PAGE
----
What Materials and Equipment Are Needed for Casting and Splinting?
There is debate about which material is better for creating a cast—plaster or fiberglass. Plaster has the advantage of its slower setting time, which allows more time to apply and mold the plaster before it fully sets. This slower set time also produces less heat, reducing patient discomfort.
Since its debut with casting tape in the 1970s, fiberglass has become popular because it produces less mess than plaster. Fiberglass is lighter than plaster, making larger casts more comfortable for the patient. Fiberglass is commonly used for nondisplaced fractures and severe soft-tissue injuries.
Here are the standard materials needed for casting and splinting:
- Adhesive tape (to prevent elastic wrap slippage with splints)
- Bandage scissors
- Basin of water
- Casting gloves (for fiberglass)
- Elastic bandage (for splints)
- Plaster or fiberglass casting materials
- Sheets or underpads
- Stockinette (the first material placed on the limb to start the process)
What is the Procedure for Placing Casts and Splints?
Before beginning the process, ensure the doctor’s order is correct and that the patient has given consent. Gather the necessary equipment listed above, and then explain the process in detail to the patient.
The first step is to place a stockinette around the entire area to be covered by the cast or splint.
Now place the joint in its proper position of function. This helps to avoid wrinkling and subsequent pressure. For instance, a wrist should be placed in slight extension. An ankle should be at 90 degrees of flexion.
Add a layer of cotton or other soft material to protect the skin further. This padding also provides elastic pressure to help healing. When dealing with bony prominences and high-pressure areas, apply more padding.
Both plaster and fiberglass come in strips or rolls. These are then moistened and rolled out over the padding. Additional material is added as needed to build up the cast. It’s essential to avoid any tension and wrinkles when placing the layers. Lay them out without stretching the material.
The difference between creating a splint and a full cast comes down to coverage. A splint will not completely encircle the limb or joint; typically, it will provide stability on one side. Elastic bandages are then wrapped around the splint to secure it. On the other hand, a cast will encircle the limb, and the outer material will be hard to the touch when fully hardened.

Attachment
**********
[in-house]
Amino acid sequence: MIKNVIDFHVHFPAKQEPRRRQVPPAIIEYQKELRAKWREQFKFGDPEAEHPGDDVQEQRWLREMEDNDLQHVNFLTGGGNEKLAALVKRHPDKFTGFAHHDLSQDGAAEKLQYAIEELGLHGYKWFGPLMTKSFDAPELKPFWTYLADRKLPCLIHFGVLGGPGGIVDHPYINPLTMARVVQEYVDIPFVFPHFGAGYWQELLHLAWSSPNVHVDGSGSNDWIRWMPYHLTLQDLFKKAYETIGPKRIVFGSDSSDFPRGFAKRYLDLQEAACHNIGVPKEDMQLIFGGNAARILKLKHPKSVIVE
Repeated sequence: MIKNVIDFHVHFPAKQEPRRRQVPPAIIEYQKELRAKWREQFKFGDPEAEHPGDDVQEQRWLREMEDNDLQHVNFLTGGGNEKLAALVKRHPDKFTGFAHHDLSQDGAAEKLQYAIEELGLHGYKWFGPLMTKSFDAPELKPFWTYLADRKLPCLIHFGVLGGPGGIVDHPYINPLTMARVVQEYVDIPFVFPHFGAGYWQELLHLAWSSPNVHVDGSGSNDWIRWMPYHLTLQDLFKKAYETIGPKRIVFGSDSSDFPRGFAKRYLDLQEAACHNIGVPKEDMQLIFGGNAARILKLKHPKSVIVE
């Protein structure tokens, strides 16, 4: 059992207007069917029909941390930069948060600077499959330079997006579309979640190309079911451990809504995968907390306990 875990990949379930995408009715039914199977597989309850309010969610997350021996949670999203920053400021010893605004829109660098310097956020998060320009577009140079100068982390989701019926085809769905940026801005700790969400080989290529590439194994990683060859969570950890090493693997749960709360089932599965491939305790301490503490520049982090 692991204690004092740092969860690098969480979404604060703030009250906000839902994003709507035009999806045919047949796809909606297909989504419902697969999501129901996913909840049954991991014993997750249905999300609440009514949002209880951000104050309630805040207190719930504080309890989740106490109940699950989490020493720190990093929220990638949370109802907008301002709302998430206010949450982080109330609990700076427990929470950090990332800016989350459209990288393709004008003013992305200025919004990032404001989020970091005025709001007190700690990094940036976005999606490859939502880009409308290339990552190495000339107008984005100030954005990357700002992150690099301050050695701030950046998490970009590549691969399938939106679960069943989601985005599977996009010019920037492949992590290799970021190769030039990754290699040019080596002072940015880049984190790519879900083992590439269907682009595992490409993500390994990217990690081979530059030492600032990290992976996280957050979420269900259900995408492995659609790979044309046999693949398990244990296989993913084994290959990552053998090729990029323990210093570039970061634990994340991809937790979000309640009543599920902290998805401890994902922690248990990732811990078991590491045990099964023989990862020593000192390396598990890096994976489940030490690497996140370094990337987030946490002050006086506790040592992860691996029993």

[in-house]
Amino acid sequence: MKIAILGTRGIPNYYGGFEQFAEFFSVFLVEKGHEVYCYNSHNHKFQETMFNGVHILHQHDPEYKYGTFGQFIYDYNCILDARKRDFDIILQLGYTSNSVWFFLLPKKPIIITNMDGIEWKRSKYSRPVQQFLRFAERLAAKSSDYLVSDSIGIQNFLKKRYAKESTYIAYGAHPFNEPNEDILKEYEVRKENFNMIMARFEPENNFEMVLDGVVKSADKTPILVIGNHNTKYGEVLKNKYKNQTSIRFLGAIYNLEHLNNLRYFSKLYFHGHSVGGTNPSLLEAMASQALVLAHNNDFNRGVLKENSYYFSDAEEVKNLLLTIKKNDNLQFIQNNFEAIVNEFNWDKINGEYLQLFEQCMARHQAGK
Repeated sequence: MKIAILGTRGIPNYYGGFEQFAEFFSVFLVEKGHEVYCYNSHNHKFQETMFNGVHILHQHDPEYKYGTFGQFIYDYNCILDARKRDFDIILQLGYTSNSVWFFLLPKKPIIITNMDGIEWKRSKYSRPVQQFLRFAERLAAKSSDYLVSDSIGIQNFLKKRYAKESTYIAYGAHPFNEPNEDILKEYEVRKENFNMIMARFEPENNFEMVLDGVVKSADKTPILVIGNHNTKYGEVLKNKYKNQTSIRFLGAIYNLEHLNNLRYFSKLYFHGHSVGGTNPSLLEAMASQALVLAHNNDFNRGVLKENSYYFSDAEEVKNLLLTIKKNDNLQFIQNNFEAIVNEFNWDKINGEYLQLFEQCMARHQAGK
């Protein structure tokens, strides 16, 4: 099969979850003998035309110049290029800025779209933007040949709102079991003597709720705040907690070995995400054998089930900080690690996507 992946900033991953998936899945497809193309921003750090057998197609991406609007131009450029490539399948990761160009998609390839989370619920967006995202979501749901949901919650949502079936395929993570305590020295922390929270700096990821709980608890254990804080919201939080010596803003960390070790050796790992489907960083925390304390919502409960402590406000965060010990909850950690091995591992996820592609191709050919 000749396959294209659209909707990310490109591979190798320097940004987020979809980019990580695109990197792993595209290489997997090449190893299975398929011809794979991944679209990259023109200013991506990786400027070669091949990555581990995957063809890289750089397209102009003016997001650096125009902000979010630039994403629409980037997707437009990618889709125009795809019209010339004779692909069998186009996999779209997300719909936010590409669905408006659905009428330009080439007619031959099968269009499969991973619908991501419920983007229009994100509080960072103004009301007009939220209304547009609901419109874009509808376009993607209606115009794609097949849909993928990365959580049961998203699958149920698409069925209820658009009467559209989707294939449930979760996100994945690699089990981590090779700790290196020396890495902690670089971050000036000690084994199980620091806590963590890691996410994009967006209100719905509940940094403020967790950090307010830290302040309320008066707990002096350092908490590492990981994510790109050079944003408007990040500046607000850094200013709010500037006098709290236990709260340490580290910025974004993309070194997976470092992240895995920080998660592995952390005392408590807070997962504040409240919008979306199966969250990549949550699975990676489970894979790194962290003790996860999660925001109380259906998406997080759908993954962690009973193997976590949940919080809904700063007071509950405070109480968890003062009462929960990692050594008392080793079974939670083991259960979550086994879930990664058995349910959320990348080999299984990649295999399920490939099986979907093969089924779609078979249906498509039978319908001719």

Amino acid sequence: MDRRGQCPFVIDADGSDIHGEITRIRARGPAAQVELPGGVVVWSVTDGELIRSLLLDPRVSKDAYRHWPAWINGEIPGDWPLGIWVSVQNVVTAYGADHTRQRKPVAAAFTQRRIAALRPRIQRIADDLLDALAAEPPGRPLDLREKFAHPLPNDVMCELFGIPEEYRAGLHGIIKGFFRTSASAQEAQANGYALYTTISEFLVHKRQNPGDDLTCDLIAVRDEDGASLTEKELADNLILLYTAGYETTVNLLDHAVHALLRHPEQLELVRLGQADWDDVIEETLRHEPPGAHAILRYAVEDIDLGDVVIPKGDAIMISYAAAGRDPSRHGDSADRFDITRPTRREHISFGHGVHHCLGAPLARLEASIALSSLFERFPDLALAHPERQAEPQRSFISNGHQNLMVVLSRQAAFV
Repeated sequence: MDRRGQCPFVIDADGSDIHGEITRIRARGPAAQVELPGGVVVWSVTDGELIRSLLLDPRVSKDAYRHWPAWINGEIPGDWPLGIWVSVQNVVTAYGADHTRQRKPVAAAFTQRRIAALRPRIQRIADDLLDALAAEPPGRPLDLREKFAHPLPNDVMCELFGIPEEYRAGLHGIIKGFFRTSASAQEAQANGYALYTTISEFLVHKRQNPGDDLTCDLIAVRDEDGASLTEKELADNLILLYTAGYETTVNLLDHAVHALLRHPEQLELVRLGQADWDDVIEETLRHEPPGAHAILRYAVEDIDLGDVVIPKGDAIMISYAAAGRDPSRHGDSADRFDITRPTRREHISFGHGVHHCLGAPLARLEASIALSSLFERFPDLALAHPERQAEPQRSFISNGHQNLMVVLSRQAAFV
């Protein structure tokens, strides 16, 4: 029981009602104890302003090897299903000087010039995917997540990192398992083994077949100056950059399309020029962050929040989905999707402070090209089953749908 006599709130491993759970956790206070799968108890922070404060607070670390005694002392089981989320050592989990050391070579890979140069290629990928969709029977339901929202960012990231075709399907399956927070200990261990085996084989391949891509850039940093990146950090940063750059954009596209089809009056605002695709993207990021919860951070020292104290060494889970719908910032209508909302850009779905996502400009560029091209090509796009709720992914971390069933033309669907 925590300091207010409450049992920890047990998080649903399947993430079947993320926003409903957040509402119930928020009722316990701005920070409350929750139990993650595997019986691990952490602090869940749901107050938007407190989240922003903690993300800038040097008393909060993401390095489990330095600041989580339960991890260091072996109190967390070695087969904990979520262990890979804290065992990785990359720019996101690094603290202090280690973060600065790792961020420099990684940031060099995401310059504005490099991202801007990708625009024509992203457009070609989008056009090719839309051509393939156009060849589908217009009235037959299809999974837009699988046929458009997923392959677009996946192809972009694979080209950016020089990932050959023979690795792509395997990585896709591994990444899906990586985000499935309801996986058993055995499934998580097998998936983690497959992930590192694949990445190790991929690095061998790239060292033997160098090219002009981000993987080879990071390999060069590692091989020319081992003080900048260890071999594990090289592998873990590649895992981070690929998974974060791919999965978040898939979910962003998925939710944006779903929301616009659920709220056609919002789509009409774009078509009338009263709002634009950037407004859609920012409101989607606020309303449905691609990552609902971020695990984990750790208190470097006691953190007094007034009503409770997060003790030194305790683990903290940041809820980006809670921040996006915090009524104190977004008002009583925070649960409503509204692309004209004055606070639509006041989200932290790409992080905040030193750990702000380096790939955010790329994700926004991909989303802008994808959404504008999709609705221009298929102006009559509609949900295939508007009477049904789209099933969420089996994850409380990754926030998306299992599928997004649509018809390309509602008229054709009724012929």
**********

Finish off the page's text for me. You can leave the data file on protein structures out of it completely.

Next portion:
The material begins to dry in 10-15 minutes. For plaster, it will take from 1 to 2 days to fully harden. You’ll need to educate the patient about this—if they place weight onto the cast before it is fully hardened, it may create cracks or even break the form.
As the materials begin to dry, there is a chemical reaction, which elevates the skin’s temperature. Again, this information to give the patient beforehand.
What Factors Can Affect Set Times for Plaster and Fiberglass?
The speed of hardening of a plaster or fiberglass cast or splint can vary depending on different factors.
These factors speed setting times:
- Higher temperature of the water in the dipping basin
- Use of fiberglass
- Reuse of dipping water
These factors slow setting times:
- Cooler temperatures in the dipping water
- Use of plaster
How Do You Lessen Pain and Swelling after a Cast or Splint Is Applied?
With smaller casts, there usually isn’t much pain involved, and swelling is minimal. But that may not be the case with larger casts. Here are tips to help the patient minimize swelling and pain.
- Keep the injured arm or leg elevated for 1 to 3 days after the cast or splint is applied. The goal is to have the injured limb higher than the patient’s heart. This helps fluids to drain, which decreases swelling.